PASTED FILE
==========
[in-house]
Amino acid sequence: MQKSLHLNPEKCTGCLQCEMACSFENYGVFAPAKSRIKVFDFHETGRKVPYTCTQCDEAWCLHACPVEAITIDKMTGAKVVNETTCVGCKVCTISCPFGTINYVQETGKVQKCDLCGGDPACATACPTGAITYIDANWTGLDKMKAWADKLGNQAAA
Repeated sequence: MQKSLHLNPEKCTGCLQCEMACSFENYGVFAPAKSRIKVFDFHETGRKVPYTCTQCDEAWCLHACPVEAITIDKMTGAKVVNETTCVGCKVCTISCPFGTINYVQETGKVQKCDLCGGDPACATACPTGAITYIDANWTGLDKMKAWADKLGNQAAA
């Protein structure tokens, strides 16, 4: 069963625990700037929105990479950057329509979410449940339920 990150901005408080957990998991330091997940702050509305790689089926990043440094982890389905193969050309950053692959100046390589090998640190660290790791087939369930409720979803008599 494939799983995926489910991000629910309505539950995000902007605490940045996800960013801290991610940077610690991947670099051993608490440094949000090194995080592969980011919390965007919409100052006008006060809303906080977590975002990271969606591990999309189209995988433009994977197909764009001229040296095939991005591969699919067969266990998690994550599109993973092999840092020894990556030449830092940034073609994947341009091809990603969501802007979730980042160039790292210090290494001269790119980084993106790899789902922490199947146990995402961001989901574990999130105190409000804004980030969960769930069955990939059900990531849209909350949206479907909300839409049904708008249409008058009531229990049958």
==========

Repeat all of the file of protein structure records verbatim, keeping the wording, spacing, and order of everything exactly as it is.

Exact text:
[in-house]
Amino acid sequence: MQKSLHLNPEKCTGCLQCEMACSFENYGVFAPAKSRIKVFDFHETGRKVPYTCTQCDEAWCLHACPVEAITIDKMTGAKVVNETTCVGCKVCTISCPFGTINYVQETGKVQKCDLCGGDPACATACPTGAITYIDANWTGLDKMKAWADKLGNQAAA
Repeated sequence: MQKSLHLNPEKCTGCLQCEMACSFENYGVFAPAKSRIKVFDFHETGRKVPYTCTQCDEAWCLHACPVEAITIDKMTGAKVVNETTCVGCKVCTISCPFGTINYVQETGKVQKCDLCGGDPACATACPTGAITYIDANWTGLDKMKAWADKLGNQAAA
């Protein structure tokens, strides 16, 4: 069963625990700037929105990479950057329509979410449940339920 990150901005408080957990998991330091997940702050509305790689089926990043440094982890389905193969050309950053692959100046390589090998640190660290790791087939369930409720979803008599 494939799983995926489910991000629910309505539950995000902007605490940045996800960013801290991610940077610690991947670099051993608490440094949000090194995080592969980011919390965007919409100052006008006060809303906080977590975002990271969606591990999309189209995988433009994977197909764009001229040296095939991005591969699919067969266990998690994550599109993973092999840092020894990556030449830092940034073609994947341009091809990603969501802007979730980042160039790292210090290494001269790119980084993106790899789902922490199947146990995402961001989901574990999130105190409000804004980030969960769930069955990939059900990531849209909350949206479907909300839409049904708008249409008058009531229990049958």